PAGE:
In 1897, a Russian scientist, A.N. Karnozhitsky was probably the earliest commentator to propose a close link between Egypt and Atlantis, placing the Pillars of Heracles near Sais and locating Atlantis itself not far from the western mouth of the Nile.

Some years ago, Egypt was again been proposed as the original Atlantis, in a still (June 2021) unpublished book, The Joshua Crossing, by N. R. James. However, 2006 saw a paper presented by Professor Hossam Aboulfotouh of Minia University, Egypt, placed Atlantis in the Nile Delta. The following year R. McQuillen also offered an Egyptian location for Atlantis, placing it at Pharos near Alexandria.

In 2020 Jean-Pierre Pätznick, a French Egyptologist published an article in Pharaon magazine (No 41) about Atlantis and Egypt(o). Thorwald C. Franke has written a critical review of the paper(p).

More recently (March 2021), Diego Ratti, published Atletenu [1821], in which he placed Atlantis in Egypt, with its capital located at Avaris, better known before now as the capital of the Hyksos. He questions a number of the English translations of the Greek text, offering his own where ‘appropriate’. The book is carefully constructed and well-illustrated, but, although he appears to match some of Plato’s Atlantis details with the Nile Delta, there was not enough to convince me.

A novel idea has been put forward by Mary Whispering Wind(b), who bravely offers the idea that the Atlantean province of Egypt was, Colchis, situated on the east coast of the Black Sea! She bases her claim on an interpretation of Herodotus (Book II.104/5) who was commenting on circumcision being only practised by Egyptians, Ethiopians and Colchians, in my mind, stretching what Herodotus said beyond the acceptable.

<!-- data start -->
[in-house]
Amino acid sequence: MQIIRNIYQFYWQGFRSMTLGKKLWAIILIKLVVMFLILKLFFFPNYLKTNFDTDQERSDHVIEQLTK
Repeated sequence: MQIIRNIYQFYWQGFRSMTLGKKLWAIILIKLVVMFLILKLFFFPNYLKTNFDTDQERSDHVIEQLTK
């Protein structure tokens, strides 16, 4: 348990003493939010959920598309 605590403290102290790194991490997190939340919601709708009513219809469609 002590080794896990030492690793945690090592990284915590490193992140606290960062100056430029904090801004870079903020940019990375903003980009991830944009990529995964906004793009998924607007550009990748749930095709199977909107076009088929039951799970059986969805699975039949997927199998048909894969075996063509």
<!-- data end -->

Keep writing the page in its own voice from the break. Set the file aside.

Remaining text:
An even more radical suggestion was made by Reinoud M. de Jong in a 2009 paper(f) where he boldly claimed “that during the whole period of the (Michigan) copper trade, America was part of the Egyptian Empire” and during the Old Kingdom “this huge empire was known as Atlantis”!

One blogger, from California, has gone so far as to suggest that the ‘Egypt’ that Solon visited was on the shores of the Sea of Marmara!(e) 

Margaret Bunson’s Encyclopedia of Ancient Egypt [1872]+ is now available online.

>Kathryn A. Bard, Professor Emerita of Archaeology and Classical Studies at Boston University is the compiler and editor of The Encyclopedia of the Archaeology of Ancient Egypt [2084], which is available online(aa).<

[1872]+(99+) Bunson – Encyclopedia of ancient Egypt | Iffa Hamzah – Academia.edu 

(a)  See Archive 2136

(b) https://atlantis-today.com/Atlantis_Atlantis_Code.htm

(c) https://web.archive.org/web/20190116235414/https://royalsocietypublishing.org/doi/full/10.1098/rspa.2013.0395

(d)  https://ancientfoods.wordpress.com/2013/09/13/egypt-wasnt-built-in-a-day-but-it-did-rise-quickly/

(e) https://www.unexplained-mysteries.com/forum/index.php?showtopic=253407&st=45#entry4895373

(f) https://megalithicresearch.blogspot.com/2009/12/copper-trade-with-old-world-poverty.html

(g) https://www.historyandheadlines.com/list-of-unsolved-problems-in-egyptology/

(h) https://news.softpedia.com/news/The-Egyptian-Civilization-10-000-Years-Older-than-Thought-59648.shtml

(i) https://www.vision.org/history-of-ancient-egyptian-city-of-heliopolis-influence-on-modern-culture-41